by Jules Witcover

Greater than the risk of being accused of criminality in the three scandals now gripping the Obama administration is the peril that the president's substantive agenda is being hopelessly knocked off track.

The liberal Illinois senator who entered the White House four years ago determined to change Washington's ways of doing business still finds himself striving to overcome barriers constructed by the opposition party in Congress.

In his first term, congressional Republicans embraced partisanship straightaway, particularly in the House after they gained a majority there, openly declaring their intent to block his every initiative. Senate Minority Leader Mitch McConnell's goal to make Obama a one-term president became the Republicans' battle cry.

That strategy of legislative obstruction clearly worked in denying Obama much domestic achievement beyond enacting his major health-care reform law. But even that bitter fight consumed so much time and energy that little else of historic significance was accomplished. In the end, though, GOP stonewalling failed to defeat last November.

Now, with his second term barely underway, the barrier to an impressive Obama legacy is not so much congressional obstruction as it is congressional investigation. Opposition lawmakers have seized on perceived evidence of administration deception or just dissembling in the IRS, Justice Department and Benghazi fiascos, throwing the man in the Oval Office into damage control.

Congress in turn has gone into investigative mode, using its subpoena powers and public concern over executive branch ineptitude or arrogance, or both, to put the president and his subordinates on the griddle. The administration's explanations have already fueled the impression that the president either didn't know what was going on in his own official household or was being protected from culpability.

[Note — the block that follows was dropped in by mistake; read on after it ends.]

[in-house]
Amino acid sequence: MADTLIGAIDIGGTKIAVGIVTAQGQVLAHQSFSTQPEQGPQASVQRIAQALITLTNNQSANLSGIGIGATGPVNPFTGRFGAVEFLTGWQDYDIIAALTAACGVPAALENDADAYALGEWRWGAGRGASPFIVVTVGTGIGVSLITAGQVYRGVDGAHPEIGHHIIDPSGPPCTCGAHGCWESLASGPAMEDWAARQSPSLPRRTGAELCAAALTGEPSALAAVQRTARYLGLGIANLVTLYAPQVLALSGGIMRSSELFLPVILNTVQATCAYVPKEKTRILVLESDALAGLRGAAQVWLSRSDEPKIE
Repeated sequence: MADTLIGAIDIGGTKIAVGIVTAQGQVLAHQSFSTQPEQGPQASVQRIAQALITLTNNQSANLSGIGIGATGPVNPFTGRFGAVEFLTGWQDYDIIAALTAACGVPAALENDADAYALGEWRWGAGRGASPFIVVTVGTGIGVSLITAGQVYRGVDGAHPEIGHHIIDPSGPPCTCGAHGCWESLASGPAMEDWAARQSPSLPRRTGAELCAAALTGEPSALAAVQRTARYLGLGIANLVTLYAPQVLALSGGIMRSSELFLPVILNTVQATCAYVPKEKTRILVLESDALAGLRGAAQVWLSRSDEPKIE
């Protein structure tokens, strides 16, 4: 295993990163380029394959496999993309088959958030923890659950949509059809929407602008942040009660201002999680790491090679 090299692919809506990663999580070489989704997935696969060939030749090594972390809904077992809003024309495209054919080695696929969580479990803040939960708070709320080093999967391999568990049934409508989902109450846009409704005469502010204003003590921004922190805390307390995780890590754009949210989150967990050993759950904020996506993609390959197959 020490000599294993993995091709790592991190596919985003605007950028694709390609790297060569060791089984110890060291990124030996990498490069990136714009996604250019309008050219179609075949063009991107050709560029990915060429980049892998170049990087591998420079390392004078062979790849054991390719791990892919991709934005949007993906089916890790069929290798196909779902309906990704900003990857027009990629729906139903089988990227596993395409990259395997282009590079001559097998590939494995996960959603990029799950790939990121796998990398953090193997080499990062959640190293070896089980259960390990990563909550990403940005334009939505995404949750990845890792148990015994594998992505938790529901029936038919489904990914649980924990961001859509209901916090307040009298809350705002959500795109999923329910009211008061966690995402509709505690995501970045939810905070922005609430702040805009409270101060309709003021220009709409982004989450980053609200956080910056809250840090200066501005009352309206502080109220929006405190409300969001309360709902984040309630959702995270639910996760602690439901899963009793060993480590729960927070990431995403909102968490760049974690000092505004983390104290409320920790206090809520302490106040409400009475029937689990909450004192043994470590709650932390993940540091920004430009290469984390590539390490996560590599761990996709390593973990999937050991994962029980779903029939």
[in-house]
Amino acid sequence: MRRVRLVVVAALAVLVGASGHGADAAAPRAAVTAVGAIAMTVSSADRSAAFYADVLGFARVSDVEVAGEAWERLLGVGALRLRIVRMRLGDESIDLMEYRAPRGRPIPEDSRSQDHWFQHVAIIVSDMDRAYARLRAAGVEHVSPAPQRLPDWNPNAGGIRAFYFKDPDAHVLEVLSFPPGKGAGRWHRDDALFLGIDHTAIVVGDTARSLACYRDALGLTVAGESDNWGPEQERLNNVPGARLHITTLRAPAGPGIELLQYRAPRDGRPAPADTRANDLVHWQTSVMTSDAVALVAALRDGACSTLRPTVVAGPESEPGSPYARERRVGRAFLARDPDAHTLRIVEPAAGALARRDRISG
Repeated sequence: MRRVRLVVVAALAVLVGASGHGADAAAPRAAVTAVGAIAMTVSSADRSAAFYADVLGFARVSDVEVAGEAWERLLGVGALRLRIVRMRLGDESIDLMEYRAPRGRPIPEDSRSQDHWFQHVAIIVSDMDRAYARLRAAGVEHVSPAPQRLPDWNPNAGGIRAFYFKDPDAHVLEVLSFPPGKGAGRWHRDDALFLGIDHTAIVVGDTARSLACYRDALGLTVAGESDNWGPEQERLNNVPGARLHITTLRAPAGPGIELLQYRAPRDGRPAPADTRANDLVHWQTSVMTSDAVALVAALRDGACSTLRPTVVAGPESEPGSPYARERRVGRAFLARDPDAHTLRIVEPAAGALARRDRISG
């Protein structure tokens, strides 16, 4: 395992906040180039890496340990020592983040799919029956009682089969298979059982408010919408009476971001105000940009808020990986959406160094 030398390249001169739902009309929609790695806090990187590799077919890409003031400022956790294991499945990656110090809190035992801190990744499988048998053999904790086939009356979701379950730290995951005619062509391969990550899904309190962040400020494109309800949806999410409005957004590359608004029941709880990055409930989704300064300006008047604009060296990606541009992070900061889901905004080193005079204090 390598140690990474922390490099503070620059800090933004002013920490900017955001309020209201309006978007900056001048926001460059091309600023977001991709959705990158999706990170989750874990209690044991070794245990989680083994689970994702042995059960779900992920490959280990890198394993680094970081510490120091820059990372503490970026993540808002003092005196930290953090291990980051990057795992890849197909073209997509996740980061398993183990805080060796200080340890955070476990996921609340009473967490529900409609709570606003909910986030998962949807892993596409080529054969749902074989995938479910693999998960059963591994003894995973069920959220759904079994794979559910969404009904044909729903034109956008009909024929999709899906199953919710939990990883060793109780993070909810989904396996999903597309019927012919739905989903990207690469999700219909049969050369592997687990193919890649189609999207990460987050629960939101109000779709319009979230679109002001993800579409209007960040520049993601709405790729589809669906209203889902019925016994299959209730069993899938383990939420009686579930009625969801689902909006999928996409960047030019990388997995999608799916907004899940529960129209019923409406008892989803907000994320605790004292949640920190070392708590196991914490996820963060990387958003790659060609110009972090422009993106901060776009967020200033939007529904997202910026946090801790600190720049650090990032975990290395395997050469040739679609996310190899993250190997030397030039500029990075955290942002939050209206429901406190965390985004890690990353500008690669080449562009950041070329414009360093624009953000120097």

Congressional investigations often determine responsibility for wrongdoing and lead to corrective action, not simply in catching an officeholder with his hand in the cookie jar but also in producing a legislative remedy. A prime exhibit was the Senate Watergate hearings of the early 1970s, which ensnared a lying Richard Nixon and collaborators in the cover-up of the infamous break-in of the Democratic National Committee and associated crimes.

At the same time, such investigations can be exploited for partisan objectives in the hands of lawmakers so inclined. For one thing, the device of televised congressional hearings can easily become magnets for self-serving or partisan showboating by legislators converted by the proceedings into prosecutors. Questions routinely are asked not only to elicit information but also to score political points, their purpose easily ascertainable by the party label of the interrogators.

Past congressional investigations going back to the anticommunist witch hunts of the McCarthy era have demonstrated that the power of Congress to compel testimony from executive branch officials can be a two-edged sword. Their ultimate legal protection is the Fifth Amendment that no individual "be compelled in any criminal case to be a witness against himself."

In that earlier period of legislative warfare against the executive, McCarthy repeatedly equated "taking the Fifth" with an act of disloyalty or an admission of guilt, labeling users of the protection "Fifth Amendment communists." That specter resurfaced this week when former IRS official Lois G. Lerner, head of the unit engaged in political policing of applications for tax-exemption status, invoked the protection against self-incrimination.

Her right to claim the protection was challenged on grounds that she had already opened the door to committee interrogation by offering a statement denying any wrongdoing. She left the hearing room facing the prospect of being called back.

The chairman of the House committee involved, Rep. Darrell Issa of California, has already earned a reputation as a politically motivated congressional sleuth comparable to Joe McCarthy himself, an appraisal sometimes meant as a compliment and sometimes as a condemnation.

A Congress once again seized by investigative impulse augurs only more threats to Obama's second-term agenda. He must cooperate with the congressional investigators but not allow the most partisan of them to deter him from pursuing his own efforts to right the still-sluggish economy, on whose fate his presidential legacy ultimately will rest.


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Boxing Obama In | Politics